A study commissioned by the Institute of Leadership & Management (ILM) on the challenge UK businesses face in recruiting and developing skilled leaders and managers found that:
- between 2007 and 2017 an additional 2.2 million new managers will be needed in the UK. I.3 million to replace those retiring and 0.8 to manage increasing numbers
- 93% of survey respondents said that low levels of management skills are having a direct impact on their business
- only 18% of employers expect candidates to have received management training prior to being appointed to a management position so the majority are expected to learn on the job, often with little or no support
- there is a dire shortage of softer leadership and management skills. Organisations consistently struggle to find managers at every level who are emotionally intelligent, inspirational and creative – attributes which are considered critical for 21st Century management as businesses adapt to diversity, complexity and change.
The link between high productivity and best management practices is well established. A global study in 2012 showed that the top six countries in the world for business performance also had the best practice in leadership and management (UK is number 6 behind US, Japan, Germany, Sweden and Canada).
So what can action learning contribute?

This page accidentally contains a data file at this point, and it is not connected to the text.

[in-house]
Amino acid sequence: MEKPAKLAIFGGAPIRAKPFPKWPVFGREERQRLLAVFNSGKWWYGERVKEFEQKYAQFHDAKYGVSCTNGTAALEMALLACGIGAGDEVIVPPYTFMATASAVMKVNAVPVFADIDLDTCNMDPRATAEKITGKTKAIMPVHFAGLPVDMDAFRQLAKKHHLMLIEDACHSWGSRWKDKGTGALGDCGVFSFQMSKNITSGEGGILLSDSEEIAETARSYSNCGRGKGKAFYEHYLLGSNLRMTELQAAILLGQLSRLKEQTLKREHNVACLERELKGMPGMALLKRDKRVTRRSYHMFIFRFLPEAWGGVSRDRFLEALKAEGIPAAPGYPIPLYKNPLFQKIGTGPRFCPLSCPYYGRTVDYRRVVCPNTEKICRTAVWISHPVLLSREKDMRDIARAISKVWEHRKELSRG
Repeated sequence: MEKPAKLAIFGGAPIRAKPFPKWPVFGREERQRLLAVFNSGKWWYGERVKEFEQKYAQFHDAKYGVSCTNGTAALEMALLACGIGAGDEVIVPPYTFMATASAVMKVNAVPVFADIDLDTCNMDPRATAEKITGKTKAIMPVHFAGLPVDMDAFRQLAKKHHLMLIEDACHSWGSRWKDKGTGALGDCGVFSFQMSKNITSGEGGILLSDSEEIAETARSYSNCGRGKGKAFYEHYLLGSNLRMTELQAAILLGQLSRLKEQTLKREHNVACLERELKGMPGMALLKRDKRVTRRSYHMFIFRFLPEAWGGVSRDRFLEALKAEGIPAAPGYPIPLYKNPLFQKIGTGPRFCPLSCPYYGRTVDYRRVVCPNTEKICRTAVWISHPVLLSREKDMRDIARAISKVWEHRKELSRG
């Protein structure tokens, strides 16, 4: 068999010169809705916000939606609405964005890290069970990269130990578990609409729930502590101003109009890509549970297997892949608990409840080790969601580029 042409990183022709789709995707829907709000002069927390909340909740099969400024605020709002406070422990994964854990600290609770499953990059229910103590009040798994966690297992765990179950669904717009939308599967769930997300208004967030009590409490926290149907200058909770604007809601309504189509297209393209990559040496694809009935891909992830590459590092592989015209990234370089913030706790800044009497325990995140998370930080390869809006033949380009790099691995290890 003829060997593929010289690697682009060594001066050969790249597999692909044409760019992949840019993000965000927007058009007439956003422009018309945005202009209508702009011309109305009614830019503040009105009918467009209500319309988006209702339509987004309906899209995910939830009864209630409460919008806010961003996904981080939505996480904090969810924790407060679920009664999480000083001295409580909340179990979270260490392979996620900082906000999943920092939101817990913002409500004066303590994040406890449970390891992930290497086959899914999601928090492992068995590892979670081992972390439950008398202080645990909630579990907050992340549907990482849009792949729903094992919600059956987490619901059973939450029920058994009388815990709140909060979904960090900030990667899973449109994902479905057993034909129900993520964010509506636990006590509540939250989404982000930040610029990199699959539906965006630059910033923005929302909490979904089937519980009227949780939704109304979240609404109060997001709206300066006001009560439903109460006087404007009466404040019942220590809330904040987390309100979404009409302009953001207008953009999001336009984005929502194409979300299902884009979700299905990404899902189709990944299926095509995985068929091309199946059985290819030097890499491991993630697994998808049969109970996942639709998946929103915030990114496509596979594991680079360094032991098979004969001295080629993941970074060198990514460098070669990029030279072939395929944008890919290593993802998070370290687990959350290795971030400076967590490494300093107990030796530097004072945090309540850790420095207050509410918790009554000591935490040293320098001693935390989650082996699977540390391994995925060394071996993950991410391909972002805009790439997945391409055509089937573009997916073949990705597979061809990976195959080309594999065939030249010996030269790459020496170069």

The value of action learning is to provide a structure for leaders and managers to learn from experience. If most managers learn on the job then it is vital that they have the opportunity to reflect on their experience. In action learning they gain a group of peers who will ask questions to aid that reflection and challenge their thinking. They can also gain support in making behavioural changes and learn from each other’s experience. Along the way they develop and extend their skills in asking open questions, offering honest feedback, understanding how groups work, observing directly what interaction enables individuals to shift understanding and behaviour.
The action learning cycle is often related to Kolb’s learning cycle
I’m grateful to Chrissie Ruckley who in her Reflective Learning log took a model for education to compare experiential learning to a spiral. In adapting that model further to relate it to action learning we can see the value of action learning over time. Action learning enables questions to become deeper, reflection to become more insightful, understanding to become clearer and actions to become more effective.
As Einstein said “It is not that I’m so smart. But I stay with the questions much longer”.
Action learning has a vital role to play in leadership and management development programmes that will enable organisation and businesses to respond to the challenges of the 21st Century.